Saturday, 3 June 2006

Pilgrim's Progress

Lourdes was wonderful: glorious sunshine, great food, good wine, congenial company...

The atmosphere is really special. Everyone is there for a common purpose. No-one bats an eyelid if you put on a mantilla (actually, most of the shops sell lots of different types!) Everyone prays. Actually, one of the most incongruous sights was on the last day in the Rosary Basilica: a woman proceded to make her way up the centre aisle on her knees... with a camera clasped in her right hand. And why not!

The queues for the women's baths are renowned for their length. One year I queued from 8:15am (the baths open at 9am) and at 11:15am I reached the outer vestibule. Realising that I would be late for the coach to the airport, I reluctantly had to leave.

This year, the queues have been more variable. I went on Tuesday morning at about 10:30am, fully expecting the queue to have been closed, but wanting to give it a go. To my surprise, the place was empty, and on my hesitation (I thought maybe it was completely finished) a brancardier shot out and practically dragged me to the door. The rest of the week I had longer to wait, but 2 hours was the longest. At least it gave me time to pray - although you are encouraged to compose your thoughts just before you get down into the water, the combination of a cold wet towel applied to your body just beforehand and water which is so cold you half expect to see icecubes floating in it often leaves you breathless and unable to say more than "Oh God!"

Despite that, it is one of the most moving experiences in Lourdes. It is daunting the first time (and never an "easy" experience, no matter how often you go) and there is a distinct element of penance involved in the mechanics, so to speak, but the feeling you get afterwards is truly indescribable.


The only disadvantage in going on pilgrimage to Lourdes is that coming back can be a bit of a shock ! Driving to church this morning was a little surreal: not a single rosary or holy statue to be seen...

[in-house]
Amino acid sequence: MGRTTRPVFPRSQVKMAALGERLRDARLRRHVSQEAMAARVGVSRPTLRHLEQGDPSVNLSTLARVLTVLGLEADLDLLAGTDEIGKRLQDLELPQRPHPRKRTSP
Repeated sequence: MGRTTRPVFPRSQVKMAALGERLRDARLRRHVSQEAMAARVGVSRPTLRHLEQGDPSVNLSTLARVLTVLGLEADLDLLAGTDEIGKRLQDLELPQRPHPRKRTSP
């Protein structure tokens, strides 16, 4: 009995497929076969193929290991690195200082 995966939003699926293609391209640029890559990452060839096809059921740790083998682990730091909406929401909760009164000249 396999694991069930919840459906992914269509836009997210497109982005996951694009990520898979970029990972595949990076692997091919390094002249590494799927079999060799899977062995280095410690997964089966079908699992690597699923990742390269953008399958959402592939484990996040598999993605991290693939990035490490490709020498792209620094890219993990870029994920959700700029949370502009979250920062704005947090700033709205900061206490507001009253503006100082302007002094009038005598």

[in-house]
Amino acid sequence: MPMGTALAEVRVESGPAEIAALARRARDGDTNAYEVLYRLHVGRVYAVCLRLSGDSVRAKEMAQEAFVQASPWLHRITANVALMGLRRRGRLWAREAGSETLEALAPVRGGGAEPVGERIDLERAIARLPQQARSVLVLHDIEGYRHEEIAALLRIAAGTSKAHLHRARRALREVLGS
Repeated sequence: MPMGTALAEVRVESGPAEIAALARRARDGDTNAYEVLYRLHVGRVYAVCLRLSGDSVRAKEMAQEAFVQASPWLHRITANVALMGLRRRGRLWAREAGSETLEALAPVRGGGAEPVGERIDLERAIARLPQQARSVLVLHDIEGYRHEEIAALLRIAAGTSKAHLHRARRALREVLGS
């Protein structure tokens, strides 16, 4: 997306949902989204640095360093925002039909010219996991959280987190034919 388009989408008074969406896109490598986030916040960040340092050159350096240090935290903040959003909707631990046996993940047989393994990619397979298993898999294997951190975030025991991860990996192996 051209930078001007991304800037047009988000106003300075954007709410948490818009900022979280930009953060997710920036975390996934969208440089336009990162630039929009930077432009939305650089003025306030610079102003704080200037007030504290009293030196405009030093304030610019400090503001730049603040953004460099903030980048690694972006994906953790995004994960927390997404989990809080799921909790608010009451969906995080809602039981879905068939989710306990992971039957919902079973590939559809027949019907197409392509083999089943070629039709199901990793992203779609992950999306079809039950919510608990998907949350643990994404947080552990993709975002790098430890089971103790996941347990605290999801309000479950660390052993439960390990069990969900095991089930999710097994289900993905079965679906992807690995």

At the risk of merely appearing to repeat what Fr. Tim over at Hermeneutic of Continuity said on the subject, I don't think you can call the streets lined with shops selling rosaries and statues commercialism - for me, the term implies reducing everything to profit-and-loss, and trying to fleece the suckers who fall for whatever line you're selling. The atmosphere in Lourdes is very different...

For a start, although each shop is selling basically the same things, there doesn't appear to be any of the cut-throat rivalry going on - none of the feeling of "we've got the same item as next door, only we're selling two for the price of one, and our one is better anyway, his is rubbish." The shop fronts are completely open, and different shopkeepers can often be seen on the pavements chatting to each other as their respective customers wander round inside. There's a sort of patience involved... there's no feeling that you're being dragged in off the street to visit one shop in particular, it's almost as if it is expected that, sooner or later, you'll end up visiting every shop.

This slightly laid-back attitude to browsing is emphasised by the layout of the town itself. There is a one-way system in operation in the streets near the Domaine, and on certain days in the month, the direction of travel is reversed so that everyone has a fair crack at the passing trade!